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Frustrated with Washington, Some States Raise Minimum Wage on Their Own

While President Obama and Congress keep talking about the plight and economic cost of Americans' declining incomes, a growing number of states and municipalities frustrated by federal inaction are moving to do something about it. Legislators and voters in five states — California, New York, New Jersey, Connecticut and Rhode Island — and in four local governments this year approved measures raising the minimum wage above the current national rate of $7.25 an hour, in one case as high as $15 an hour.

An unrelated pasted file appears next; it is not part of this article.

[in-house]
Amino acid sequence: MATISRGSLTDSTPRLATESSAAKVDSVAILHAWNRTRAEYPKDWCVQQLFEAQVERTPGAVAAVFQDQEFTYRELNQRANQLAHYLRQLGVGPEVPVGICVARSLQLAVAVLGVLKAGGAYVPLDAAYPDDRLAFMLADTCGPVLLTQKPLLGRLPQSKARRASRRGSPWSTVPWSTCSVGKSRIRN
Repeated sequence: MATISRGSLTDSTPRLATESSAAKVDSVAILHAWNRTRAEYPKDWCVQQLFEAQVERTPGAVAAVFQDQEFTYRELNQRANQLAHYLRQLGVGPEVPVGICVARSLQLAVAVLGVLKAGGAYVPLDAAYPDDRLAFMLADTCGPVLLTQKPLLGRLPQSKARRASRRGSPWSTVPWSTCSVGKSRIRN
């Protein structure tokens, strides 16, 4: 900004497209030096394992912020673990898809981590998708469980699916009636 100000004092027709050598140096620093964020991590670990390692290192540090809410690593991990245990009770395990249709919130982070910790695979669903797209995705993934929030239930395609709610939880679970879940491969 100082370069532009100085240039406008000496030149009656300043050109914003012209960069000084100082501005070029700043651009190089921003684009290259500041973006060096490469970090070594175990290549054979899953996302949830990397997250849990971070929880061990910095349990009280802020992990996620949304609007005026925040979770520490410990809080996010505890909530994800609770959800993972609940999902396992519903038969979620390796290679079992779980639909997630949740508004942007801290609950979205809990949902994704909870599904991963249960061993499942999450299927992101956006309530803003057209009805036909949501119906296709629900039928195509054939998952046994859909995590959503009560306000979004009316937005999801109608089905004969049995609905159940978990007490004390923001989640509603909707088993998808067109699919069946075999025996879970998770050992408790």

At least five more states, including Maryland and South Dakota, and several cities are expected to take up the issue next year. Though states in the past have approved increases in the minimum wage, this year's developments provide a higher floor for wages next year in at least 21 states, a record number.

The burst of activity, which has alarmed business groups, reflects a growing concern over stagnant wages, lost purchasing power and the widening gap between the richest Americans and everyone else — a gap that is now at its widest since the Great Recession.

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